by: Max Royle ~ City of St. Augustine Beach

Time for a second essay about the responses to the recent resident survey. It had several questions concerning paid parking. The one I’ll concentrate on here is “What solution(s) do you have to solve/alleviate the parking issues in the City?”

There were 540 responses to the question. Among the written comments were these: “I wish I had one.” “Parking is not an issue. Visitors have no right to a parking spot.” “None. We will always have parking problems and they will increase as long as we encourage tourism.” “Stop building.” “Daily grooming of the beaches to allow more cars to park on the beach (for example, at A Street).”

And there was this frequent comment: The city should buy land for parking.

What’s the process for the city buying land and constructing a parking lot?

First, finding a site large enough.

Second, the owner willing to sell the land for its appraised value, which could be lower than the price the owner wants and will accept.

Third, the city having money to buy the land outright, or approval from the voters to tax them over many years to pay the debt for the purchase. Fourth, the city having money to pay for engineering, fill dirt, asphalt, etc. to construct the parking lot.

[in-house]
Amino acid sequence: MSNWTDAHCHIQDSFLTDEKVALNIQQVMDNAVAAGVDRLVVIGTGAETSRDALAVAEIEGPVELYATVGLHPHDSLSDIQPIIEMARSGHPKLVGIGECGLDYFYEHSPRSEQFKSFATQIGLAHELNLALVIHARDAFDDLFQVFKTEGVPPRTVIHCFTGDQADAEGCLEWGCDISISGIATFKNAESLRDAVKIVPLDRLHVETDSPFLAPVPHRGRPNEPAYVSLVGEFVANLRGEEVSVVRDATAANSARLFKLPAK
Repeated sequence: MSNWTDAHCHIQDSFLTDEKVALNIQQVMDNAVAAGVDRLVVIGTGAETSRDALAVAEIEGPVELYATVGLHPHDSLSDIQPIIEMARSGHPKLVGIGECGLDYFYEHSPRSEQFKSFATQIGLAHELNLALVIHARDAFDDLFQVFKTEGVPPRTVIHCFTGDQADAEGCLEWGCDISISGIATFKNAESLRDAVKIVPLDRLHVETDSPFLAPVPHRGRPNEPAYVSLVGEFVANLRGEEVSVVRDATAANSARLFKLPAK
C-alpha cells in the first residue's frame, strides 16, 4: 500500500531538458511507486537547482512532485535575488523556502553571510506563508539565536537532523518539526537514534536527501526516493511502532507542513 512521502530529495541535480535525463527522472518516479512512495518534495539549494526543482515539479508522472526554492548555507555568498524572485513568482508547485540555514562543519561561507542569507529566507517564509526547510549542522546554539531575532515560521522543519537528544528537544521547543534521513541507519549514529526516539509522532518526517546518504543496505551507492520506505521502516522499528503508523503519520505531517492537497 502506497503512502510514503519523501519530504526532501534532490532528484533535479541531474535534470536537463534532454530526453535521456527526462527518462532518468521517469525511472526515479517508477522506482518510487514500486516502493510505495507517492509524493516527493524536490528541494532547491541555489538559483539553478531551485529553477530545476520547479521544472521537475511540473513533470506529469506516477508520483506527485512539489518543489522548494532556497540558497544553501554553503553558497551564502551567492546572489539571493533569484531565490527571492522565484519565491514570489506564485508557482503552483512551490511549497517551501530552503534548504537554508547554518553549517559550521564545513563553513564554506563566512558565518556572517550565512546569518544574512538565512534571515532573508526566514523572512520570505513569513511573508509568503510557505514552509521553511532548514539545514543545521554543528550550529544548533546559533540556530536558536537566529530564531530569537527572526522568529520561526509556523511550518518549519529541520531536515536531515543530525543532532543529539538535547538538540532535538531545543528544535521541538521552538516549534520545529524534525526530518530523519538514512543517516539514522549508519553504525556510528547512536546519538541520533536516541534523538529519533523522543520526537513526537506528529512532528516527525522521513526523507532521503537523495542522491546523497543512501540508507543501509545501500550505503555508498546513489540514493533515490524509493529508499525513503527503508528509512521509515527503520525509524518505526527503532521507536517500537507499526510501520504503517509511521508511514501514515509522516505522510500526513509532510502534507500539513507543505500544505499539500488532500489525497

There are only two vacant parcels of significant size left in the city: one north and one south of the Marriott Hotel. For the northside property, the owner already has a development plan; for the southside property he is willing to lease but not sell the land. What then are the City’s options?

Make an offer the owner can’t refuse? Take the land by eminent domain and pay the owner the appraised value? Both solutions are possible only if the city has the money. It doesn’t.

The city already has significant debt for two past land purchases: 1. three lots on the north side of 10th Street for parking and restrooms; and 2. 16 acres between the Bermuda Run and Sea Colony subdivisions for conservation/parkland and parking.

What about money from grants or the bed tax? Grants usually require a 50% match. Even if a grant were available to purchase land worth several million dollars for parking, the city doesn’t have the money for the match.

Same is true for the bed tax, which is controlled by the County.

What about a public/private partnership? This might be worth exploring if the owner would first agree in writing to sell the property for its appraised value.

From the survey, the most sensible comment may be this: “There is no way to create more parking without purchasing land, which is not a good idea for taxpayers. A shuttle [bus] system may help but at some point we are just FULL. Have the police patrol and ticket/tow unlawful parking. If there is not an empty parking space at the shopping mall, we go back another day. Same case for the beach. We do not have to accommodate everyone.”